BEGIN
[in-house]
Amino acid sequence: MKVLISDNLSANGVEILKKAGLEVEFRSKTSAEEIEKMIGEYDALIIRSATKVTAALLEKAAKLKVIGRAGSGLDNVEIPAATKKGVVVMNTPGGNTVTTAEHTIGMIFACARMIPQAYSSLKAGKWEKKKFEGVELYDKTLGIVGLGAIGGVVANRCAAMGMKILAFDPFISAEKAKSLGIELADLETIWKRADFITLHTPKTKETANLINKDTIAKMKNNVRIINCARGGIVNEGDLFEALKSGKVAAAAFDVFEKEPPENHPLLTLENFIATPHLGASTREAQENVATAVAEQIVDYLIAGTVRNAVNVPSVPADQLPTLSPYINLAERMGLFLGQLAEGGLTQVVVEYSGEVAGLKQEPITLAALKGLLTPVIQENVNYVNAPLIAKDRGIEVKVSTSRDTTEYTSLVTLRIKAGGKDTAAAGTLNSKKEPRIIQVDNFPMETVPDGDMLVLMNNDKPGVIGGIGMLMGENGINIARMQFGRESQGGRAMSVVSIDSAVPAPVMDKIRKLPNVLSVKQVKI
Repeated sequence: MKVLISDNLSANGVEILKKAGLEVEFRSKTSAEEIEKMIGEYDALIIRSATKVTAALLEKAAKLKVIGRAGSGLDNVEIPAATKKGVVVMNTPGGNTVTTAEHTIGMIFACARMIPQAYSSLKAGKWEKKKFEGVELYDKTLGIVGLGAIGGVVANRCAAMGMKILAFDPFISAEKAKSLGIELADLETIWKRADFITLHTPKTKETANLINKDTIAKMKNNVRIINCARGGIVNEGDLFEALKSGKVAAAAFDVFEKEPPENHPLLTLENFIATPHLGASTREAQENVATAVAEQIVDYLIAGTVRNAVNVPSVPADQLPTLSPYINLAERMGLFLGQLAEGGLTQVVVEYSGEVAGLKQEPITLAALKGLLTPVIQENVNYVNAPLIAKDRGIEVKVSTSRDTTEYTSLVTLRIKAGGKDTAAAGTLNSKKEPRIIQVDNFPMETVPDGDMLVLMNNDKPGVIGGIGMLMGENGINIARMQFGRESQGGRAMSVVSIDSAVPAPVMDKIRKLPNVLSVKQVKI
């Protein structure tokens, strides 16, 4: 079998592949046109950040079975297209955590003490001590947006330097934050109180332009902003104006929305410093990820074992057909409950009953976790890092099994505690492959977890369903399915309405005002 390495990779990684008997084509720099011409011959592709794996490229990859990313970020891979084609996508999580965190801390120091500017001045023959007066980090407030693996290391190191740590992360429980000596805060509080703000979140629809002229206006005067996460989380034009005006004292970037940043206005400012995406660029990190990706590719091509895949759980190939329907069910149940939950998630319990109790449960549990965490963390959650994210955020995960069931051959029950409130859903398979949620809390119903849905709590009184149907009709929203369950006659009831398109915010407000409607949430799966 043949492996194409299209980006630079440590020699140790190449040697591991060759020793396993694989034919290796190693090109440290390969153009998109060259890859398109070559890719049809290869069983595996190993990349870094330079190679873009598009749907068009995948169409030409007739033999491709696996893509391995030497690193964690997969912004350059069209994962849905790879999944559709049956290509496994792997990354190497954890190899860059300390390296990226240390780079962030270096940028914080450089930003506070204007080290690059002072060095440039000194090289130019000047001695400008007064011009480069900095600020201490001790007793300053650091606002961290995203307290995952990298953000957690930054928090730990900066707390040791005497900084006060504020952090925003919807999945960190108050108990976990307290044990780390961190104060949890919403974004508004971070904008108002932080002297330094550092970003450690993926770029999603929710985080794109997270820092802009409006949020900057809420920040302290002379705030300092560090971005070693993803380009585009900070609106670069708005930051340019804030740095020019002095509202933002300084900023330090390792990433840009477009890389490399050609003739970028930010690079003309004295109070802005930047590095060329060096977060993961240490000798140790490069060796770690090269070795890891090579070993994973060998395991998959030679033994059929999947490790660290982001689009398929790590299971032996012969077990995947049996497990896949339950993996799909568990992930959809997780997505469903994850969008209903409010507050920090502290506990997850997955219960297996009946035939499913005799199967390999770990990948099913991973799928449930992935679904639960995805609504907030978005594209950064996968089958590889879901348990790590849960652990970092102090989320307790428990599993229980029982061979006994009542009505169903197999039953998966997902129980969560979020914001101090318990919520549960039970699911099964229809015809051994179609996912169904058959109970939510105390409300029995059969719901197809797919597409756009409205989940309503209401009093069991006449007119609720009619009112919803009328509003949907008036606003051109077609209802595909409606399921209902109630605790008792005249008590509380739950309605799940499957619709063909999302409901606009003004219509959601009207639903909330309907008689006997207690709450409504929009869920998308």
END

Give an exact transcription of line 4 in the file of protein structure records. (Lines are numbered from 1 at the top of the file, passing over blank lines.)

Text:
């Protein structure tokens, strides 16, 4: 079998592949046109950040079975297209955590003490001590947006330097934050109180332009902003104006929305410093990820074992057909409950009953976790890092099994505690492959977890369903399915309405005002 390495990779990684008997084509720099011409011959592709794996490229990859990313970020891979084609996508999580965190801390120091500017001045023959007066980090407030693996290391190191740590992360429980000596805060509080703000979140629809002229206006005067996460989380034009005006004292970037940043206005400012995406660029990190990706590719091509895949759980190939329907069910149940939950998630319990109790449960549990965490963390959650994210955020995960069931051959029950409130859903398979949620809390119903849905709590009184149907009709929203369950006659009831398109915010407000409607949430799966 043949492996194409299209980006630079440590020699140790190449040697591991060759020793396993694989034919290796190693090109440290390969153009998109060259890859398109070559890719049809290869069983595996190993990349870094330079190679873009598009749907068009995948169409030409007739033999491709696996893509391995030497690193964690997969912004350059069209994962849905790879999944559709049956290509496994792997990354190497954890190899860059300390390296990226240390780079962030270096940028914080450089930003506070204007080290690059002072060095440039000194090289130019000047001695400008007064011009480069900095600020201490001790007793300053650091606002961290995203307290995952990298953000957690930054928090730990900066707390040791005497900084006060504020952090925003919807999945960190108050108990976990307290044990780390961190104060949890919403974004508004971070904008108002932080002297330094550092970003450690993926770029999603929710985080794109997270820092802009409006949020900057809420920040302290002379705030300092560090971005070693993803380009585009900070609106670069708005930051340019804030740095020019002095509202933002300084900023330090390792990433840009477009890389490399050609003739970028930010690079003309004295109070802005930047590095060329060096977060993961240490000798140790490069060796770690090269070795890891090579070993994973060998395991998959030679033994059929999947490790660290982001689009398929790590299971032996012969077990995947049996497990896949339950993996799909568990992930959809997780997505469903994850969008209903409010507050920090502290506990997850997955219960297996009946035939499913005799199967390999770990990948099913991973799928449930992935679904639960995805609504907030978005594209950064996968089958590889879901348990790590849960652990970092102090989320307790428990599993229980029982061979006994009542009505169903197999039953998966997902129980969560979020914001101090318990919520549960039970699911099964229809015809051994179609996912169904058959109970939510105390409300029995059969719901197809797919597409756009409205989940309503209401009093069991006449007119609720009619009112919803009328509003949907008036606003051109077609209802595909409606399921209902109630605790008792005249008590509380739950309605799940499957619709063909999302409901606009003004219509959601009207639903909330309907008689006997207690709450409504929009869920998308």